This book, which is inspired by the Popol Vuh, was written by Silvia Moreno-Garcia, the same writer who penned Mexican Gothic (see my review here) which I loved. The story starts out very strong. I get sucked into the main character’s, Casiopeia’s, viewpoint immediately. I loved this character. She felt like a sort of downtrodden, angry Cinderella living in a small town of early twentieth century Mexico.
Casiopeia is angry for rightful reasons. She wishes for a better life away from her abusive family, which is what compels her to run away after she opens a box containing a dark family secret. The story gets even better when the gods of the dead get thrown into the mix. The first scene where we are introduced to the current lord of the dead is darkly funny, even though the act of cutting up animals to read the future is objectively not something to be laughed at, but it works in the story because it gives us an insight to what Xibalba (the land of the dead) and its inhabitants are like, and it does so in a comic way.
The relationship between Casiopeia and another other god Hun-Kamé (who is an original character of the popol vuh) becomes the center of the entire story. Hun-Kamé is the rightful lord of the dead who has been displaced by his brother, Vucub-Kamé. There were some laugh-out-loud moments between Casiopeia and Hun-Kamé, like his reaction when she asked what should she call him, and there were also some truly endearing moments, especially towards the end when it was time to say goodbye.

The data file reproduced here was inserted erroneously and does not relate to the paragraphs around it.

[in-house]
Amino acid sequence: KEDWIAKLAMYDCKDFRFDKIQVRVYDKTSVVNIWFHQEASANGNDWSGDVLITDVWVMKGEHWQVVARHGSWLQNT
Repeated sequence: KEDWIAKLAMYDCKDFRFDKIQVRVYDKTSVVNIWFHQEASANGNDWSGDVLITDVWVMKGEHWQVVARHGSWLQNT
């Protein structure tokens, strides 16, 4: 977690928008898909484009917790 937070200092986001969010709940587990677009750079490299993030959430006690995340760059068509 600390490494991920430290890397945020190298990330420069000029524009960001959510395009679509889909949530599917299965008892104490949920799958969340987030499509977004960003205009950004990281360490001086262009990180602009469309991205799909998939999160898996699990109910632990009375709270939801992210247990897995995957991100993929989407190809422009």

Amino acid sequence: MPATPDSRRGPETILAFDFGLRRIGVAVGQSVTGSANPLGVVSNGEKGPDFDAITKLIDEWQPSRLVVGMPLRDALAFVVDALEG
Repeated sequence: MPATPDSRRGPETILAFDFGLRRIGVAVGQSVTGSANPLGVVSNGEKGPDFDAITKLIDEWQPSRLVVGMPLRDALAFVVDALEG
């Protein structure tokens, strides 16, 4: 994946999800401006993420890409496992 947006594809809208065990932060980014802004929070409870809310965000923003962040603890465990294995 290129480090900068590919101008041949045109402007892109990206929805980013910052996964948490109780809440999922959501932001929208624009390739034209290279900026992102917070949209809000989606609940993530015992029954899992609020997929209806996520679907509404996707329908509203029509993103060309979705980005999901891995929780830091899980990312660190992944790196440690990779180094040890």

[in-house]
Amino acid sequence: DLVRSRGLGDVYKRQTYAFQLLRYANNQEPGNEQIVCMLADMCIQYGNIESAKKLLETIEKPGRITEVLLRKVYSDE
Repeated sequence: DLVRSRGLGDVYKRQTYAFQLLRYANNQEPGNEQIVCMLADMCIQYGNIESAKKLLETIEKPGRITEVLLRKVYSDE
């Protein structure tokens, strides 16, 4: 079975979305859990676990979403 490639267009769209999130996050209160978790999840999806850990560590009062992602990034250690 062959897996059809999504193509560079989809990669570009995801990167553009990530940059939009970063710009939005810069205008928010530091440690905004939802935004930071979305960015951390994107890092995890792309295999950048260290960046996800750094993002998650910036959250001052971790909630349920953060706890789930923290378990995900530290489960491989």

I think that what I liked most about this story was how it ended. The story started out strong, and it ended up strong. It wasn’t a sentimental ending, which would’ve felt jarring, but instead it felt like a great wrap-up and a fitting, coherent ending to their relationship. If I had to pick my favorite thing about this book, it would actually not be a character but it would definitely be the setting of Xibalba (the land of the dead). The descriptions were so mythical and dark that it came alive to me immediately–seared into my imagination–giving me a glimpse to Mayan myth that would have otherwise passed me by, if it weren’t for this book.
The story does feel like it lagged in some places, especially in the middle, but when the characters enter Xibalba it picks up again and does a great job leading towards that terrific ending. After reading two great books of hers, I am definitely becoming a fan of Silvia Moreno-Garcia and am super eager to see what else she has written. I recommend this book to fans of mayan myth of anyone interested in latinamerican or mexican folklore.